Ugandan Human Rights Group Using U.S. Law to Sue Anti-Gay Pastor
Sexual Minorities Uganda has accused evangelical pastor Scott Lively of promoting anti-gay sentiment and policy in Uganda.
The Alien Tort Statute gives foreign nationals the right to sue U.S. citizens or corporations for human rights violations committed overseas. The law goes back hundreds of years but has been historically underutilized in the prosecution of abuses by U.S.-based entities. This could begin to change, however, in the case of Sexual Minorities Uganda v. Lively.
Sexual Minorities Uganda (SMUG), the primary rights group in Uganda, has filed suit against evangelical pastor Scott Lively in U.S. federal court in Springfield, Massachusetts. SMUG has accused Lively of promoting widespread anti-gay sentiment throughout Uganda and assisting in the development of a lethal government policy towards homosexuals in the country.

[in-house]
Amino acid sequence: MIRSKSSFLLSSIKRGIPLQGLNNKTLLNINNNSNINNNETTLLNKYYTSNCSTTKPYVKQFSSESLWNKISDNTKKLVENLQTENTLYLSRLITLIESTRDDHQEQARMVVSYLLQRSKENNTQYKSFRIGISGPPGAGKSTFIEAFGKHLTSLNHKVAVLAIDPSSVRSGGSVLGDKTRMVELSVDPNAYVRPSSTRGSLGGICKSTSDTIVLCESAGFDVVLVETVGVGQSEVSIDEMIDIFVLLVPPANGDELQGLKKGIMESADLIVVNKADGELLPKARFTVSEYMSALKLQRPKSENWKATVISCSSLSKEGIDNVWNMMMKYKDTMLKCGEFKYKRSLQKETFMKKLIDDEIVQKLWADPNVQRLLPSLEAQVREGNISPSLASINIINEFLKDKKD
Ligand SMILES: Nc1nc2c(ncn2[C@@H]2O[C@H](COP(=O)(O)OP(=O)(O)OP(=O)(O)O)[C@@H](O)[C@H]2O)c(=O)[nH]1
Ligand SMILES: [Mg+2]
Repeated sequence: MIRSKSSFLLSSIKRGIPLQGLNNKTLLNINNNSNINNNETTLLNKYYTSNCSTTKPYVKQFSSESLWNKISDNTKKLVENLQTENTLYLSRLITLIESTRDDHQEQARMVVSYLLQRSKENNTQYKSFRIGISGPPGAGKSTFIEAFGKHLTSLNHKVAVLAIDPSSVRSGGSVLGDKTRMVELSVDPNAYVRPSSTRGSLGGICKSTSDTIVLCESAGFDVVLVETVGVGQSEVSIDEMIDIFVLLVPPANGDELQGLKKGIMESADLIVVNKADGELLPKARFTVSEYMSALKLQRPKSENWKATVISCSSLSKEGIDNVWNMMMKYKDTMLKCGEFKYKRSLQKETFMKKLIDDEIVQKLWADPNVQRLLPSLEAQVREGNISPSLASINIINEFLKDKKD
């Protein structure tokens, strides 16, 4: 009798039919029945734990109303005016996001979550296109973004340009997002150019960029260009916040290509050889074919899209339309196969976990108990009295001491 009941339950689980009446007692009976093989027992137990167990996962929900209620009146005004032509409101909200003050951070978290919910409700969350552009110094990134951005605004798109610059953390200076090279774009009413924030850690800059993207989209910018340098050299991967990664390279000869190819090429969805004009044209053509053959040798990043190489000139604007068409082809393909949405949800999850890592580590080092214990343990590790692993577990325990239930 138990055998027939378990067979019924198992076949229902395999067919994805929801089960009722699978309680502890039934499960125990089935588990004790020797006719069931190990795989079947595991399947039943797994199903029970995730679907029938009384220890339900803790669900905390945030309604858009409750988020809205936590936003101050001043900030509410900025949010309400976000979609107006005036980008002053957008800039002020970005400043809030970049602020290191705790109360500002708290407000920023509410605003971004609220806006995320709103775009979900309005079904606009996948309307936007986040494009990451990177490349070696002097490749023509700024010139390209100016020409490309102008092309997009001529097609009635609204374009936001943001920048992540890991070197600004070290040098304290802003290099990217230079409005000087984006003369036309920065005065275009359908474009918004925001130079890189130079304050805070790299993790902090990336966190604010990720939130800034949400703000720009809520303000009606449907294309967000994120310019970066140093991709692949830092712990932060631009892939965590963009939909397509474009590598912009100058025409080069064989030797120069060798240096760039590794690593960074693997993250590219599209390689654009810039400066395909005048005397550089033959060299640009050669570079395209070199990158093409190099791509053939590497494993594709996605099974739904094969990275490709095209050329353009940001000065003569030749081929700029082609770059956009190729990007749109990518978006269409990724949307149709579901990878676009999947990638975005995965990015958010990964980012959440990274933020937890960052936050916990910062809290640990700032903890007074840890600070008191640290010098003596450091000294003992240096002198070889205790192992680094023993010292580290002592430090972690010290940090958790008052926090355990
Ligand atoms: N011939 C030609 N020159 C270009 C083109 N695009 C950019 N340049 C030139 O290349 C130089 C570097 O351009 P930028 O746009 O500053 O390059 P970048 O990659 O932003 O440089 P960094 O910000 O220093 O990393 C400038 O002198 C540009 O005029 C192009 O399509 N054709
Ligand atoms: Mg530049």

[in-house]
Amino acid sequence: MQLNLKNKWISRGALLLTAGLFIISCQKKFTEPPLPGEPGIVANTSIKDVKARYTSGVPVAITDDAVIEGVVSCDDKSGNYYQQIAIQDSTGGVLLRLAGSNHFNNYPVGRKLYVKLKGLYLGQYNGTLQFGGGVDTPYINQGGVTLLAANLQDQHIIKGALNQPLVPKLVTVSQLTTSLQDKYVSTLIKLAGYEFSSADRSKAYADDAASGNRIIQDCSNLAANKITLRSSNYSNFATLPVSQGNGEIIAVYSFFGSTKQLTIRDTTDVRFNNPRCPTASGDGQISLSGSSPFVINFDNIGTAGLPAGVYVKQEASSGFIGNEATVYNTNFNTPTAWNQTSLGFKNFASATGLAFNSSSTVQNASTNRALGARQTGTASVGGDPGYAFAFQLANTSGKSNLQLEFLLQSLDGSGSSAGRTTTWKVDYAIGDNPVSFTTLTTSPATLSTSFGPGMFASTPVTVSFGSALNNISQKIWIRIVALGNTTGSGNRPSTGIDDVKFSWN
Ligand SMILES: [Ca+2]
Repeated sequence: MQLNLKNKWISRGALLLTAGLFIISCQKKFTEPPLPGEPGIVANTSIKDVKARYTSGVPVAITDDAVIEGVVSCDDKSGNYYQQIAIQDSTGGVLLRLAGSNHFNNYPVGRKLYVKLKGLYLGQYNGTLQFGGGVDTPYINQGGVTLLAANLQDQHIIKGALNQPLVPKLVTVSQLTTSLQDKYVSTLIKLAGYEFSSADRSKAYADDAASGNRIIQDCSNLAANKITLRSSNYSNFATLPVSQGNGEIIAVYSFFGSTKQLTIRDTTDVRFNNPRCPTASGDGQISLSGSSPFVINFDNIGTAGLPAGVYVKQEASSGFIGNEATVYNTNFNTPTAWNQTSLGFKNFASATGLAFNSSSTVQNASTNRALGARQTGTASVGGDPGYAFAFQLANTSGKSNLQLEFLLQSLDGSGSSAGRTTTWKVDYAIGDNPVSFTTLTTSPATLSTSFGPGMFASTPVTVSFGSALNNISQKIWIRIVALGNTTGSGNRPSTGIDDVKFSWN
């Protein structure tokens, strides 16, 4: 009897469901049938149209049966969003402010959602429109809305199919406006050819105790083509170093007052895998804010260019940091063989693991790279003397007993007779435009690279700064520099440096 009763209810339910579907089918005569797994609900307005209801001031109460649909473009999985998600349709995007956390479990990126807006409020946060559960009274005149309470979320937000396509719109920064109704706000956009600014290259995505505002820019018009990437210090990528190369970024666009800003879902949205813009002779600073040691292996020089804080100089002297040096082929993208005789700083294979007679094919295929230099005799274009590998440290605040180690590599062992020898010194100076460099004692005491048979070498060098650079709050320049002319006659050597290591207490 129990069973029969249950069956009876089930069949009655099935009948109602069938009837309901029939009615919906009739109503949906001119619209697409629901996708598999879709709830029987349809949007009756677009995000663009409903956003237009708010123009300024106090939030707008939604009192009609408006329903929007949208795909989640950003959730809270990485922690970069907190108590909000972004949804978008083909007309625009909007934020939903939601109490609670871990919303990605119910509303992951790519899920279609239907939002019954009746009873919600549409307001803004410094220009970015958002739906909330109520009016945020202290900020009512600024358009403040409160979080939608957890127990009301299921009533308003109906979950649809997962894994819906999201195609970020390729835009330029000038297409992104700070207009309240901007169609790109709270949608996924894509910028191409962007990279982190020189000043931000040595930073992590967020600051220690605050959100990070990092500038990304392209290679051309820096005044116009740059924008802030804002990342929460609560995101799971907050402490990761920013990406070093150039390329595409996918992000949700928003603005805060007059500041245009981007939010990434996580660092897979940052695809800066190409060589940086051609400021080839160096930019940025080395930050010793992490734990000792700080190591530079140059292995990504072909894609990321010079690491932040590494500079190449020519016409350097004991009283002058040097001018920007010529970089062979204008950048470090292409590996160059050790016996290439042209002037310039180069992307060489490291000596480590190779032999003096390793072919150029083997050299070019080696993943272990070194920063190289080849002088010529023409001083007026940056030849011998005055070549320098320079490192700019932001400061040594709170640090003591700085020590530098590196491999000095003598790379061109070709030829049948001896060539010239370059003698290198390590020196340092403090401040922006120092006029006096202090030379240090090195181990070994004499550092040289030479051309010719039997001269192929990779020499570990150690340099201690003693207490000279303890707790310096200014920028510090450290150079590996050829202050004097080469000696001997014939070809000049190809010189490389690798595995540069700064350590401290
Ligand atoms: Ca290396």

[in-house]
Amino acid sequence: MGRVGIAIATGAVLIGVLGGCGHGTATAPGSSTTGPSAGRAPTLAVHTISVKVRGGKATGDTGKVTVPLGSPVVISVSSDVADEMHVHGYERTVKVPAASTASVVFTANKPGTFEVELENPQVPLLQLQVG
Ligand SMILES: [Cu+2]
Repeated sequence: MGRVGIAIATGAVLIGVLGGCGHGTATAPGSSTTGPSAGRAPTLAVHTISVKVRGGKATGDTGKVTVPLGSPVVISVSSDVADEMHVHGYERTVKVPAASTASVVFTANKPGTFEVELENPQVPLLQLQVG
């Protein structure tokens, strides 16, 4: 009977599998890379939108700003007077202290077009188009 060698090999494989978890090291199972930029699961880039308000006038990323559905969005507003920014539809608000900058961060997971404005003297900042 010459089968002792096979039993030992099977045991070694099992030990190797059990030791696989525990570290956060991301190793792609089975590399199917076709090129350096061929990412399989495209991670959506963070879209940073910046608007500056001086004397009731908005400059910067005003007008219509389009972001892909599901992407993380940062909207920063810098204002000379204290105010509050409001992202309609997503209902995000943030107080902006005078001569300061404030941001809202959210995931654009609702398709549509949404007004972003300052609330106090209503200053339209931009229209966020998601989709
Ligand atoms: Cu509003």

Representing SMUG is the Center for Constitutional Rights (CCR), which is working to ensure that the group presents a solid case without violating Mr. Lively’s First Amendment right to free speech. This is precisely the argument for the defense—Lively is only expressing himself, even if he is condemning the entire LGBT community. The CCR argues however, that his rhetoric impinges on the safety and security of an already persecuted population, classifying it as a crime against humanity.
The case focuses on a 2009 anti-gay conference in Kampala, “Exposing the Truth About Homosexuality and the Homosexual Agenda,” in which Lively and two other U.S. pastors compared homosexual acts to bestiality and claimed that gay people were primary offenders in the molestation of children.
Lively also preached to the Ugandan parliament which subsequently introduced the Anti-Homosexuality Bill of 2009—the infamous “Kill the Gays” law. International outcry ensured that this was never passed, but a new version has since been reintroduced in the current session of the Ugandan Parliament.
The homophobia spread to Uganda by American Evangelicals must be blocked before the Parliament passes lethal anti-gay legislation. Advocates hope this case will set international precedent in halting the anti-gay sentiment imported to Uganda and throughout the world.
Renee Lott is an intern at Foreign Policy in Focus.